The Tourism Agency stopped sponsoring but not promoting festivals from the early 70s to 1995 over some blighted policy. In the early 90s a desire of the Arts Council and the creative world to make state subsidised arts programming available to the population outside of the Capital used Arts events and Festivals to act as a counter balance to the capital consuming 80% of the available budget which was always paltry.
Wheel forward to modern times and our festival and community event scene would be about 700 annually – possibly too many, being run on shoestrings by a regulatory hassled volunteer yeomanry and more sophisticated audience demands and stretched State. Cobbling from one year to the next the fundraising, the chasing of grants, programming and the production of it all and wondering possibly where the fun has gone.
The private and for profit festival and cultural event scene dubbed the Live Performance Industry would see some 150 annual festival type events.
The 70s and early 80s were possibly where the seeds of most of the oldest Multi Disciplinary Art Festivals and some niche Arts From specific festivals germinated. The country’s accension to the then EEC in the early 70s and a push for more continental visitors, a more educated population and the engagement of Local Authorities with dedicated Arts Officers saw a great deal of arts and cultural platforms being created.
We hosted the European Cultural Capital in three different cities – Dublin, Cork and most recently during the pandemic in very challenging circumstances – Galway.
In more recent times the Arts Council and Tourism authorities have created and curated supports and funding structures that meet their relevant policy sub sets investing over €7 million annually – island wide. What is very often overlooked is that whilst each agency vies at times for omnipotence in the Arts Festival sector – it is the Municipal or Local Authorities who cumulatively contribute the largest amount of public subsidy to their cultural and arts events – driven and focused by local needs and priorities.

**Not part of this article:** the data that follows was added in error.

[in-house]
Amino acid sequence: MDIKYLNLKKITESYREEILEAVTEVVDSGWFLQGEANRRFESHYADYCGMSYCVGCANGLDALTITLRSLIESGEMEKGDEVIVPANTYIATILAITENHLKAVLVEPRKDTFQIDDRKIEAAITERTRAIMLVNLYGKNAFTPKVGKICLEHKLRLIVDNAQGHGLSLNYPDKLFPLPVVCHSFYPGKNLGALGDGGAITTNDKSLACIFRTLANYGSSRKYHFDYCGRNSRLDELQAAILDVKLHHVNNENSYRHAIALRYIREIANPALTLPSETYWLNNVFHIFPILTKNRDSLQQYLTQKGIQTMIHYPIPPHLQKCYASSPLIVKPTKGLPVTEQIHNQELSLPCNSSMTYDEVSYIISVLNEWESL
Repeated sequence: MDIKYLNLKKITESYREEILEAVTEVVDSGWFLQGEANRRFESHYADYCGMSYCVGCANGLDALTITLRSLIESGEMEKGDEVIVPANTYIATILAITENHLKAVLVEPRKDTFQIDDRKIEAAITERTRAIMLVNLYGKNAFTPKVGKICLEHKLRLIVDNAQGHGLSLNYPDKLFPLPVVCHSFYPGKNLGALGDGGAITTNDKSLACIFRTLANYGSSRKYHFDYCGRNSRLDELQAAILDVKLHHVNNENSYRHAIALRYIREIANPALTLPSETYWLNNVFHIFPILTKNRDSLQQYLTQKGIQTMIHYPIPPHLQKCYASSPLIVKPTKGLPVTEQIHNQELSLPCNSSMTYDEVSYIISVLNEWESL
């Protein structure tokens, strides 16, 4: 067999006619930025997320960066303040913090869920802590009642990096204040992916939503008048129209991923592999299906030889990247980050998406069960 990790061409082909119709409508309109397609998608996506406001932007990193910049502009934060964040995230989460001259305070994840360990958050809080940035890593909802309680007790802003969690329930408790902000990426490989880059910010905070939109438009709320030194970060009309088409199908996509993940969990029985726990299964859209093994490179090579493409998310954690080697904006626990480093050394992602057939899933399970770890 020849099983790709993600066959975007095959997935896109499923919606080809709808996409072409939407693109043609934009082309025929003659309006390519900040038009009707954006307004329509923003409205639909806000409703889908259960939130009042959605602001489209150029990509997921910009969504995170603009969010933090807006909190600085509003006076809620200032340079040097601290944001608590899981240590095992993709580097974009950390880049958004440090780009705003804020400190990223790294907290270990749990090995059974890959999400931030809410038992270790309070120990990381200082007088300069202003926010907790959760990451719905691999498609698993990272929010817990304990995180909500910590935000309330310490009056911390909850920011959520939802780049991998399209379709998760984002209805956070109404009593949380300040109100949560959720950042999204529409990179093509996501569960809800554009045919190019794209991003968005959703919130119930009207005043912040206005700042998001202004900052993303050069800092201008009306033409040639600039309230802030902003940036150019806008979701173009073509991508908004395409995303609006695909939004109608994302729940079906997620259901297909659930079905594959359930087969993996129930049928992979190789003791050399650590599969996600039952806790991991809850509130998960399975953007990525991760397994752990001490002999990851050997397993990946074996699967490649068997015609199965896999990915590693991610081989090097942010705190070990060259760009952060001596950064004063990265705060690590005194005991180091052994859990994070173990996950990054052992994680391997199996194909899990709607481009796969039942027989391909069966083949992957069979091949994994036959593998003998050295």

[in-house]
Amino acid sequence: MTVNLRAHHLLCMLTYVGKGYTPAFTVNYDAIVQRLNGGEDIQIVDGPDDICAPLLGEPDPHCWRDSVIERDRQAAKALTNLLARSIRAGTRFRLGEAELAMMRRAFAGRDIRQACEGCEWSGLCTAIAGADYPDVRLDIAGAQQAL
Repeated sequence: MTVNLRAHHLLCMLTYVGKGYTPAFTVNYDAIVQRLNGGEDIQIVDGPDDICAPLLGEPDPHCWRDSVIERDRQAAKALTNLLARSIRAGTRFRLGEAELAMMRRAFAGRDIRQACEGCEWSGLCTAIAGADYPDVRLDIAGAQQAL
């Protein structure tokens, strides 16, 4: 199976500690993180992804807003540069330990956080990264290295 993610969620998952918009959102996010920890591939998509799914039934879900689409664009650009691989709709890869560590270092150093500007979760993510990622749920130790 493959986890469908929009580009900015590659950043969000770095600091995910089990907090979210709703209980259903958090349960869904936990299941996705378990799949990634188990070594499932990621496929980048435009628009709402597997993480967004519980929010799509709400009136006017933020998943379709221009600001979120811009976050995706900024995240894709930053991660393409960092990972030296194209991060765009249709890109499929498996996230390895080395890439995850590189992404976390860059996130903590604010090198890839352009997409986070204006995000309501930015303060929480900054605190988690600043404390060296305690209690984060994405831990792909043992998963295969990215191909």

In AOIFE’s formation and development through most of the 90s and indeed early decade of this century the Local Authorities have remained steadfast in their support for the network and it’s resources.
Our desire pre-COVID to engage festivals with European colleagues – performers stretches back to the first of the AOIFE early conferences in the October months of the late 90s and the range of European and International speakers from a range of sister networks.
Dublin, Belfast Cork and indeed Wexford were always international looking in programming but Galway – the Western Bohemian City has tales of cultural continental connectivity going back to Christopher Columbas days!
We are hopeful that the Arts Festival Summit – organised by the European Festivals Association and hosted by AOIFE – we can help re connect the Irish Arts Festival Community with its sister events in Europe and that the many performers and artists who created imaginative pieces for the City of Culture Year can showcase them and the artistic impulses behind them to our delegates.
The long view is that our desire to come together, commemorate, sing, dance, engage, enthuse, partake having long outlasted, domination first of Norman, English and then Roman overlords and indifferent meddling by elements of the state’s ruling elites will long outlive this temporary blip of a pandemic.
We are under no illusion we will not be rebooting, we will be rebuilding, we hope that for those that can attend in person and those who will join us online – the Galway dates can help us all reconnect and restart in the City of The Tribes to help us on our continual Odyssey.
Festival Life creates shared moments of audiences and artists, eye-to-eye